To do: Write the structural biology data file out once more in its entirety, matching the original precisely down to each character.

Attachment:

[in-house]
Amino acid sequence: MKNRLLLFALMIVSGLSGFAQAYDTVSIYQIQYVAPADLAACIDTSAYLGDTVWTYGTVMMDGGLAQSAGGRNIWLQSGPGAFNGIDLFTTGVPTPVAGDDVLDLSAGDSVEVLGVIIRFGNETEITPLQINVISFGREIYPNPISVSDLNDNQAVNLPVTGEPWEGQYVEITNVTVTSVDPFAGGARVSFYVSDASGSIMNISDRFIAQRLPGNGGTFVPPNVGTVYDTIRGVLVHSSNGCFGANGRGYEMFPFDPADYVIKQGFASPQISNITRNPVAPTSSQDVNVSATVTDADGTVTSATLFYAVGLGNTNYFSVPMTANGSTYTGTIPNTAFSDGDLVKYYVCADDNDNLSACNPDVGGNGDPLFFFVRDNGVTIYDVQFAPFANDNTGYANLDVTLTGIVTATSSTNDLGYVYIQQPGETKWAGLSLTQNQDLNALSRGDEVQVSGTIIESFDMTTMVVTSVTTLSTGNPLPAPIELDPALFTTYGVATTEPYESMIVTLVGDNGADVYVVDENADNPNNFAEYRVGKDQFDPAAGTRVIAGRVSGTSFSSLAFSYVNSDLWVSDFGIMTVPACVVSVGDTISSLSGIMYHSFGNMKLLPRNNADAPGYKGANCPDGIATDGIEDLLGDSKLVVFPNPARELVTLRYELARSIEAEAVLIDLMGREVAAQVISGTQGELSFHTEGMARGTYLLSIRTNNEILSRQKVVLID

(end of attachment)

[in-house]
Amino acid sequence: MKNRLLLFALMIVSGLSGFAQAYDTVSIYQIQYVAPADLAACIDTSAYLGDTVWTYGTVMMDGGLAQSAGGRNIWLQSGPGAFNGIDLFTTGVPTPVAGDDVLDLSAGDSVEVLGVIIRFGNETEITPLQINVISFGREIYPNPISVSDLNDNQAVNLPVTGEPWEGQYVEITNVTVTSVDPFAGGARVSFYVSDASGSIMNISDRFIAQRLPGNGGTFVPPNVGTVYDTIRGVLVHSSNGCFGANGRGYEMFPFDPADYVIKQGFASPQISNITRNPVAPTSSQDVNVSATVTDADGTVTSATLFYAVGLGNTNYFSVPMTANGSTYTGTIPNTAFSDGDLVKYYVCADDNDNLSACNPDVGGNGDPLFFFVRDNGVTIYDVQFAPFANDNTGYANLDVTLTGIVTATSSTNDLGYVYIQQPGETKWAGLSLTQNQDLNALSRGDEVQVSGTIIESFDMTTMVVTSVTTLSTGNPLPAPIELDPALFTTYGVATTEPYESMIVTLVGDNGADVYVVDENADNPNNFAEYRVGKDQFDPAAGTRVIAGRVSGTSFSSLAFSYVNSDLWVSDFGIMTVPACVVSVGDTISSLSGIMYHSFGNMKLLPRNNADAPGYKGANCPDGIATDGIEDLLGDSKLVVFPNPARELVTLRYELARSIEAEAVLIDLMGREVAAQVISGTQGELSFHTEGMARGTYLLSIRTNNEILSRQKVVLID